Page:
In loss to Spurs, Hawks show the good and the bad

Credit: AP

Credit: AP

The Hawks are in no position to allow themselves to get comfortable.

After scoring a season-high 83 points in the first half of Sunday afternoon’s game against the Spurs, the Hawks dropped a season-low 35 points in the second half. The Hawks began the second half slow on both ends of the floor and the Spurs pounced and capitalized on it for a 126-118 victory.

“I feel like the first half we we played well, and got comfortable,” Hawks guard Dejounte Murray said after the game. “And one thing about the Spurs is they’re going to play hard for 48 minutes, share the ball, and we gave them confidence and you can see they got a win that they well deserved.”

But it’s not that the Hawks don’t know how to play with a lead. They’re 21-8 when they have a lead of 15 points or more at any point in the game.

The Hawks, though, can sometimes get comfortable with the teams with worse records. Seventy-one games into the season, the Hawks are 35-36 and just dropped yet another matchup to a team that sits at the bottom of its conference. Through those 71 games, the Hawks are 15-15 against teams that have records above .500 and 20-21 to teams with records below.

The Hawks have struggled to create some rhythm once they return to a .500 record and have not been more than two games above the mark since Dec. 2.

“Since I’ve been here, it’s been our problem that I feel like every time we have to lead, most of the time we let the other team get back in the game,” Hawks center Clint Capela said at practice Monday. “We are not showing maturity enough to be focused on our play, on us and not on the game. And I mean, even us as players we talked a little bit last night in locker room, I said that, like, ‘we need to be focused on our approach and not the game. It’s not because we’re up 20 that we can relax. It’s about us and where we want to go not about the game itself.’”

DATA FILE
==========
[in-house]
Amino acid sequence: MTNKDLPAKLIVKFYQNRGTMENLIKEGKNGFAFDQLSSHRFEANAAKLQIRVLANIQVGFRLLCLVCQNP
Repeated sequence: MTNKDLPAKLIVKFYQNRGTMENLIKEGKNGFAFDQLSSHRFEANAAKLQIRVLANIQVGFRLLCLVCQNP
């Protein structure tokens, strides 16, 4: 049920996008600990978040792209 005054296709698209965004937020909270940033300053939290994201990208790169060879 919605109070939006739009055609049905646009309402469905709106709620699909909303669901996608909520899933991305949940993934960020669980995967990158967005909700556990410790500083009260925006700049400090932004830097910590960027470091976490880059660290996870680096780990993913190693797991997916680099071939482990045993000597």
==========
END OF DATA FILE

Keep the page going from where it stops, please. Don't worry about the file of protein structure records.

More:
In Sunday’s loss to the Spurs, the Hawks scored just 35 points in the second half. The Spurs came out of their locker room at half time with more urgency and physicality and the Hawks struggled to match it.

The Hawks are often at their best when they let their defense dictate their offense. When opponents pick apart their defense, the Hawks begin to scramble on both ends of the floor.

At practice Monday, the Hawks discussed their need for discipline for the full 48 minutes. It’s not a new discussion. But the Hawks have just 11 games remaining in the regular season and new Hawks coach Quin Snyder acknowledged that the urgency could speed up the process of setting good habits. It can also trump that process.

The Hawks have shown that they’re able to execute those good habits, but Snyder said there are times where human nature kicks in.

“We just have to continue to understand that and to rise above it, and keep moving the goalposts on ourselves to get more and more of those possessions,” Snyder said. “When I see us move the ball at a timeout and pinging around, get a good book that brings us together. When I see us do something that is not as connected, we still have to be able to defend through ourselves.

“And I think our focus defensively, if we can, we can reduce it to some things that I think will give us the most return, that’s important. And that’s something I obviously can help with. And then our guys have to continue to make those things, the most important thing.”

The Hawks have the chance to sweep the Pistons, who they have beaten three times this season, on Tuesday. The Pistons have the worst record in the Eastern Conference (16-56) and have been without some of their key rotational players for several games now. The Spurs (19-52) moved a game ahead of the Rockets for the worst record in the Western Conference with their win over the Hawks.